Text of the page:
15. When I play bigger venues I like having my bigger rig (500 watt amp and 1-410 cab and 1 115 cab) because even though you can get sound to your monitor, the sound guy sends you what sounds good to him. I am very picky about the sound that is coming to me. That is the reason I am playing to begin with, to hear what I want to hear. So, I like to mix it my self through my amp and when you have a big wide open space to play in, more power helps a lot! My smaller combo works if it is close to my head, but I would tend to try to turn it up to much and the quality of the sound would suffer. Your combo might be better than mine though.
  16. Plucky The Bassist

    Plucky The Bassist Bassist for Michael "Epic Mic" Rowe

    Jul 30, 2010
    Houston, TX
    Well PA support has been around for decades, so it's really nothing new. I am no pro touring bassist, but when I have gigged there's a few things that have persuaded me to bring ample wattage to a show:

    - Just because they have monitors available, doesn't mean they can handle your bass signal as well as your cabs. I've had plenty of those "No need for a backline, we have monitors for you at the front of the stage" only to hear a disgusting fart noise from the monitor the entire night. With a whole mix going through there, it can be difficult to hear yourself.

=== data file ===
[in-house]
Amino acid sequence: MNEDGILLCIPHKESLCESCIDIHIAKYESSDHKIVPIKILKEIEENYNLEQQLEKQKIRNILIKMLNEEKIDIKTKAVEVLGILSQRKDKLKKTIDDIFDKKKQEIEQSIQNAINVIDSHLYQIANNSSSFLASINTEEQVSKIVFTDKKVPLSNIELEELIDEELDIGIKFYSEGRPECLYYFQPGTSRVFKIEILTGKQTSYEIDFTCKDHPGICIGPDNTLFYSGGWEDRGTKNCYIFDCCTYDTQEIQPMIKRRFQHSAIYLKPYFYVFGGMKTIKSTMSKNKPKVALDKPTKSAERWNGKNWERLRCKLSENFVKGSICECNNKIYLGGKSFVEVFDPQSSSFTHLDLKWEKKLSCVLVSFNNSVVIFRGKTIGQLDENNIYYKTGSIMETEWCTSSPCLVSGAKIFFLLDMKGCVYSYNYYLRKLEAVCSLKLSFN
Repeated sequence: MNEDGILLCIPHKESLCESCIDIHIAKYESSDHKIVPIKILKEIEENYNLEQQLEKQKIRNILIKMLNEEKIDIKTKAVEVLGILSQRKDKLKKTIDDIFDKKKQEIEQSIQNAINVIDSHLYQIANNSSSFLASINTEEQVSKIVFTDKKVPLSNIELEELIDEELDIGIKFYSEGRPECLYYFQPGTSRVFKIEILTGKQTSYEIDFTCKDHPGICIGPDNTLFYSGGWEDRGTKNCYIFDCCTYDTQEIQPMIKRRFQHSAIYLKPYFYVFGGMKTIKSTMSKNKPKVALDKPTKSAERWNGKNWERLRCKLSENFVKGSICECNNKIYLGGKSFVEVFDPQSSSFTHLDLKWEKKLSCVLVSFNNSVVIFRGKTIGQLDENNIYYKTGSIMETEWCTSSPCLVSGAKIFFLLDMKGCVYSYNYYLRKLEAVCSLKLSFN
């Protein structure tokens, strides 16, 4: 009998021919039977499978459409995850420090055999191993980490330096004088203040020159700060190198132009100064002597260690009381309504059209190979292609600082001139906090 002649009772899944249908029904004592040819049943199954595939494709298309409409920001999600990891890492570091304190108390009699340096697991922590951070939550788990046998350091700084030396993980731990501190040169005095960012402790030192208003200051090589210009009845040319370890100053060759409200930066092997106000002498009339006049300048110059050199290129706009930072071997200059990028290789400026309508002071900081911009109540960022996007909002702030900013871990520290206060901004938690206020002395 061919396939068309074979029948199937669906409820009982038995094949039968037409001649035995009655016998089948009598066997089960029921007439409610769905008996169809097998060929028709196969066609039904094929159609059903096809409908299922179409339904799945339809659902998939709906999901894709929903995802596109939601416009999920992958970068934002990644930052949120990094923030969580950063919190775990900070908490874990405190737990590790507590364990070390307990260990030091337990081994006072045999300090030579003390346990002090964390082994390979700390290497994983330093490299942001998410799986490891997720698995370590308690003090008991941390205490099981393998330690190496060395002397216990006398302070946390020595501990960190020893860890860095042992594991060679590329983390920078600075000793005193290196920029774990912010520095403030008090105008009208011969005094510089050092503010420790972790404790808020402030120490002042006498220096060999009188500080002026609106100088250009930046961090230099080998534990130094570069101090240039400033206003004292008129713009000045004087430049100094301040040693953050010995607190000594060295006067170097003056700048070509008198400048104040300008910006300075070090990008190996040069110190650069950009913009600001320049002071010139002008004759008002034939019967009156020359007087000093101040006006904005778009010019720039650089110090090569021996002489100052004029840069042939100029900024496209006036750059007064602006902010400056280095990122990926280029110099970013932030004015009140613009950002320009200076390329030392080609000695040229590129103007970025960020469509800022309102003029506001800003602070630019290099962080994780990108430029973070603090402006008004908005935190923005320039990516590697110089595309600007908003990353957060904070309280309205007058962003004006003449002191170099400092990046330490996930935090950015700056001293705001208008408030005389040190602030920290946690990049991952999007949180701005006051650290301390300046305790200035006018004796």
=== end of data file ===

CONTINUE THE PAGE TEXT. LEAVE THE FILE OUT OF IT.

- You need a strong sonic defense in case of hostile gui**** takeover. I've had plenty of times where the crazy volume was "necessary" for the guitarist, but not for me apparently. I don't think so, you can do what you want with my FOH but I'm bringing big enough guns to hear myself on stage.

    - Locking in with the drummer is another reason I do the big rigs. Many times my drummer has complained about monitor mixes, but he says that having my bass cab nearer to him helps him keep in the same rhythm territory as me if he gets sorta lost.

    I'd rather have too much and have to turn it down, than have too little and worry about pushing something too hard. Keep in mind, you can always turn a high-wattage head down lower. "Headroom" is all the reason in the world I need to justify a big rig.
  17. seanm

    seanm I'd kill for a Nobel Peace Prize! Supporting Member

    Feb 19, 2004
    Ottawa, Canada

  18. mattq


    May 23, 2006
    Santa Cruz, CA
    I care about tone.
  19. dukeorock

    dukeorock Owner BNA Audio Supporting Member Commercial User

    Mar 8, 2011
    Nashville, TN
    Authorized greenboy designs builder/Owner of BNA Audio
    This may be the winner of most useless, silly thread EVER
  20. soulman969


    Oct 6, 2011
    Exactly, and I was gonna respond to the OP, they make a nice backdrop when they stand taller than you are. That's priceless.